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Sunday Morning.

Sunday Morning. (Photo credit: meg_williams)

In the current issue of Success magazine, publisher Darren Hardy (www.success.com) describes how his wife approaches  interior design.  First, she takes everything out of the room.  Then she adds back only what is necessary and what fits, and what is needed becomes evident in the process.  The analogy is made by the publisher that this process works not only in interior design, but in business, and in our personal lives.  When redesigning your life:  take everything out, and then put back only what you actually need and want.  (This is best done on paper first.)

Why is it that when we are blindsided by crisis, our dreams and visions seem to grow exponentially?  I think it’s because of the space the crisis provides:  it wipes the slate clean, and as long as there is a good foundation, a whole new life can be rebuilt.   When things fall apart, take the opportunity to examine your life, and what you were doing.  Was there anything of value? What elements do you want to keep?  What do you never want to do again?  Unless you are living an intentional life, you will unintentionally recreate the same mess you were in before.

In the same issue of the magazine, John C. Maxwell discusses how he decided years ago to implement two qualities, being intentional, and being consistent, and how this has led to success in his own life. We tend to keep adding to our lives in a frenzied attempt to look for what is missing;  what we don’t do is take out what isn’t working, or isn’t necessary so we can get a better look at what we actually have.  We have untapped resources and opportunities already built into our daily lives that we don’t take advantage of because we can’t see them.  We are emotional hoarders of relationships and activities that no longer serve a purpose.

This is what it looks like in practice:  We go to church and hear the Pastor speak on how we as a church are not ready.  We leave the church parking lot blessed and highly motivated, and full of good intentions.    On the way home, we stop to get the Sunday paper, put gas in the car,  go to Wegman’s to buy food for lunch, or go out to eat with friends and/or family; maybe run to the mall, or throw in some laundry, do the dishes,  and watch television.  The next morning, we wake up late, get ready, run out the door, and get sucked back into another day  of mindless, unfruitful activity.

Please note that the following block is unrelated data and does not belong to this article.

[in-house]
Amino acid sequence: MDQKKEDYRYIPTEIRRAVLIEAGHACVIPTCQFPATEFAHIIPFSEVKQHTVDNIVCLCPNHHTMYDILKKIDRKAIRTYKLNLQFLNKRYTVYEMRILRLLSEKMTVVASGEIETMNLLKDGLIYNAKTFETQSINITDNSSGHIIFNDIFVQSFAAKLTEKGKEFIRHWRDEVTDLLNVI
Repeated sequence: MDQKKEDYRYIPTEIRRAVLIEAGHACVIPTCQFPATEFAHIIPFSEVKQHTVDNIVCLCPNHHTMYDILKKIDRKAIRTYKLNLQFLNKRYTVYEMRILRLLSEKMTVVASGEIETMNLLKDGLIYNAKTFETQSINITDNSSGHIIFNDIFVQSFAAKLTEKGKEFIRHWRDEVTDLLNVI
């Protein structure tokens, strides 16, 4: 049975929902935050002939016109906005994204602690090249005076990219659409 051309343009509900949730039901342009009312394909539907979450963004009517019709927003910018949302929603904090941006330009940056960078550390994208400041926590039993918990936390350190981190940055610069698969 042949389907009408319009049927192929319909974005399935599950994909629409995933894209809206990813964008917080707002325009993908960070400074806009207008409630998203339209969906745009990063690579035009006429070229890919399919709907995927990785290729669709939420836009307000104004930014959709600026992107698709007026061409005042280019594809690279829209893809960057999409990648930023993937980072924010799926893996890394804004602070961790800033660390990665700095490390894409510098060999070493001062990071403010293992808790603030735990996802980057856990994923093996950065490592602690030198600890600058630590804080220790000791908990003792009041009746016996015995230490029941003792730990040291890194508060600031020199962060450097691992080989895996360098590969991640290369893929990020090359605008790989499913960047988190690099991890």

Unless we intentionally put our bottoms in a chair, and sit down with a Bible, a notebook, a pen, and at the very least a dictionary, it is just not going to happen.   I happen to like to study;  I listen to motivational teaching, or messages from church in the car; I have stacks of books by my bed, and I’m always studying or researching some topic, even when I’m not in school.  I carry notebooks, pens, highlighters, because it’s fun for me.  I realize it’s not for everybody, but that doesn’t mean you can’t be intentional in your own way about studying the Word.

At some point over the next twenty-four hours, take out a blank sheet of paper.  Draw a circle in the middle;  this represents you.  Now draw lines extending from the circle to smaller circles, and label them with the parts of your life that are necessary;  these will be specific and different for different people.  Most people will have circles labeled with family, work, friends, church, school, or whatever pertains to their own lives.  Those are the circles you need to examine;  the work you do, the classes you are taking (or not taking)  the church you attend;  the friends and associates you claim as your own.  What you are basically doing is taking inventory.  Now get another sheet of blank paper.  Put you in the middle.  Now, only put the circles back that are necessary, or that you actually want in your life.  And each smaller circle will have only the people, or activities you actually want and need for you own health and well-being.  What gets left out?  Or who?  I recently got a new cell phone;  the only names I put in immediately were my parents and my daughters.  I am gradually adding other family members, and have added a couple of close friends, but when I looked at the contact list on the old phone, I realized I don’t want to add all those numbers.  Too much stress, too much noise;  too many distractions.  So I will be very careful about what I add.  Same thing with work;  being out of a job is like having a clean slate.  I’m still a counselor;  still a writer;  still an educator, but in terms of a paycheck,  my  options are open.  Intentional living means we create space for growth in our lives;  sometimes life does it for us, whether we intended to or not.  Either way, it’s an opportunity.

Now is the time to develop new habits, new goals, and new perspectives that will give your life a quality that will bring honor to the God who loved you so much that He gave His life for you.”   ~ Ted W. Engstrom  The Pursuit of Excellence  (Zondervan, 1982)